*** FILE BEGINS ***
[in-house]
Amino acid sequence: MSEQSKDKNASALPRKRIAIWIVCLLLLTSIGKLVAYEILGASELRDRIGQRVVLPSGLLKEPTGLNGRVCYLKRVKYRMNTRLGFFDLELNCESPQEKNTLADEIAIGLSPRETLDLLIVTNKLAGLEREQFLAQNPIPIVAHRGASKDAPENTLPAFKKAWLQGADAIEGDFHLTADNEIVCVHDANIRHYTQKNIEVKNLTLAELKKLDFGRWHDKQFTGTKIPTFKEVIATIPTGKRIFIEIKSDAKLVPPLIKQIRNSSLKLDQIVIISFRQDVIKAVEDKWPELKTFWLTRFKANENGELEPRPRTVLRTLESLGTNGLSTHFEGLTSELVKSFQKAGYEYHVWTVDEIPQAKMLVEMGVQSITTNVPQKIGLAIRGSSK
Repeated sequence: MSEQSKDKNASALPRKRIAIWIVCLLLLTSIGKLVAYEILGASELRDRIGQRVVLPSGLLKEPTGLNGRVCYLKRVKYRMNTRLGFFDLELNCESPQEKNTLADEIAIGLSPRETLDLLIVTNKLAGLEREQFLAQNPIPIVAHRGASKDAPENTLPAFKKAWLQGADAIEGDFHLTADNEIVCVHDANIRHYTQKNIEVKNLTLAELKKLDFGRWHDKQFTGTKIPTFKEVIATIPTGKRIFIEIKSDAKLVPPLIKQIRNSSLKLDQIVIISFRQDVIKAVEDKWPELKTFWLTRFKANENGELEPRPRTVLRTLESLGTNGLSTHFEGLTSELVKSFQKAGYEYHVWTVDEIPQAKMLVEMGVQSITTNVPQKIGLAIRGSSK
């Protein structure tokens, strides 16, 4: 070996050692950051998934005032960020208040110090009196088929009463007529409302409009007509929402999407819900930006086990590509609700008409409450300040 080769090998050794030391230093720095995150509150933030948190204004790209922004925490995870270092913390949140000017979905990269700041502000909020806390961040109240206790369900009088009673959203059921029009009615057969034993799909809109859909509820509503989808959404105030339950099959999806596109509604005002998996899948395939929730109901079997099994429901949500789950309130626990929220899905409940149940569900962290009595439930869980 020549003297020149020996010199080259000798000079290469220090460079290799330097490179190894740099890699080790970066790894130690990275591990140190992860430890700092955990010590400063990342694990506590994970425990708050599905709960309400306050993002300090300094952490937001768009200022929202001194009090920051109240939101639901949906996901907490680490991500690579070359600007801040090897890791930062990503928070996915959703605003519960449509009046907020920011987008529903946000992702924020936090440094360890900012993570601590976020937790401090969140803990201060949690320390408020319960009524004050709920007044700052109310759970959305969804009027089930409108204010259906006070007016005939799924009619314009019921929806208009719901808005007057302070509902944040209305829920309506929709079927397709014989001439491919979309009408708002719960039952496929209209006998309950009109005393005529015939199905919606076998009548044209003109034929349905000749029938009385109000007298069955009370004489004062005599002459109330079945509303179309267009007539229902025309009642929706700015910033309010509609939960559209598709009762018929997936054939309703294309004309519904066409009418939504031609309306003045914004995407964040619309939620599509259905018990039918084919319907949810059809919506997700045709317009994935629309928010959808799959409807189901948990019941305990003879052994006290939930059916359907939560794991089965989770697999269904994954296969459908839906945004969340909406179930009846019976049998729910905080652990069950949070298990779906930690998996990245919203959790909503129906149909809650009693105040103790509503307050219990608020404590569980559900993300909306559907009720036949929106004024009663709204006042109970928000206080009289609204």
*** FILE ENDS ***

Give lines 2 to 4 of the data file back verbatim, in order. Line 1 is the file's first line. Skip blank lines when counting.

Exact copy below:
Amino acid sequence: MSEQSKDKNASALPRKRIAIWIVCLLLLTSIGKLVAYEILGASELRDRIGQRVVLPSGLLKEPTGLNGRVCYLKRVKYRMNTRLGFFDLELNCESPQEKNTLADEIAIGLSPRETLDLLIVTNKLAGLEREQFLAQNPIPIVAHRGASKDAPENTLPAFKKAWLQGADAIEGDFHLTADNEIVCVHDANIRHYTQKNIEVKNLTLAELKKLDFGRWHDKQFTGTKIPTFKEVIATIPTGKRIFIEIKSDAKLVPPLIKQIRNSSLKLDQIVIISFRQDVIKAVEDKWPELKTFWLTRFKANENGELEPRPRTVLRTLESLGTNGLSTHFEGLTSELVKSFQKAGYEYHVWTVDEIPQAKMLVEMGVQSITTNVPQKIGLAIRGSSK
Repeated sequence: MSEQSKDKNASALPRKRIAIWIVCLLLLTSIGKLVAYEILGASELRDRIGQRVVLPSGLLKEPTGLNGRVCYLKRVKYRMNTRLGFFDLELNCESPQEKNTLADEIAIGLSPRETLDLLIVTNKLAGLEREQFLAQNPIPIVAHRGASKDAPENTLPAFKKAWLQGADAIEGDFHLTADNEIVCVHDANIRHYTQKNIEVKNLTLAELKKLDFGRWHDKQFTGTKIPTFKEVIATIPTGKRIFIEIKSDAKLVPPLIKQIRNSSLKLDQIVIISFRQDVIKAVEDKWPELKTFWLTRFKANENGELEPRPRTVLRTLESLGTNGLSTHFEGLTSELVKSFQKAGYEYHVWTVDEIPQAKMLVEMGVQSITTNVPQKIGLAIRGSSK
């Protein structure tokens, strides 16, 4: 070996050692950051998934005032960020208040110090009196088929009463007529409302409009007509929402999407819900930006086990590509609700008409409450300040 080769090998050794030391230093720095995150509150933030948190204004790209922004925490995870270092913390949140000017979905990269700041502000909020806390961040109240206790369900009088009673959203059921029009009615057969034993799909809109859909509820509503989808959404105030339950099959999806596109509604005002998996899948395939929730109901079997099994429901949500789950309130626990929220899905409940149940569900962290009595439930869980 020549003297020149020996010199080259000798000079290469220090460079290799330097490179190894740099890699080790970066790894130690990275591990140190992860430890700092955990010590400063990342694990506590994970425990708050599905709960309400306050993002300090300094952490937001768009200022929202001194009090920051109240939101639901949906996901907490680490991500690579070359600007801040090897890791930062990503928070996915959703605003519960449509009046907020920011987008529903946000992702924020936090440094360890900012993570601590976020937790401090969140803990201060949690320390408020319960009524004050709920007044700052109310759970959305969804009027089930409108204010259906006070007016005939799924009619314009019921929806208009719901808005007057302070509902944040209305829920309506929709079927397709014989001439491919979309009408708002719960039952496929209209006998309950009109005393005529015939199905919606076998009548044209003109034929349905000749029938009385109000007298069955009370004489004062005599002459109330079945509303179309267009007539229902025309009642929706700015910033309010509609939960559209598709009762018929997936054939309703294309004309519904066409009418939504031609309306003045914004995407964040619309939620599509259905018990039918084919319907949810059809919506997700045709317009994935629309928010959808799959409807189901948990019941305990003879052994006290939930059916359907939560794991089965989770697999269904994954296969459908839906945004969340909406179930009846019976049998729910905080652990069950949070298990779906930690998996990245919203959790909503129906149909809650009693105040103790509503307050219990608020404590569980559900993300909306559907009720036949929106004024009663709204006042109970928000206080009289609204």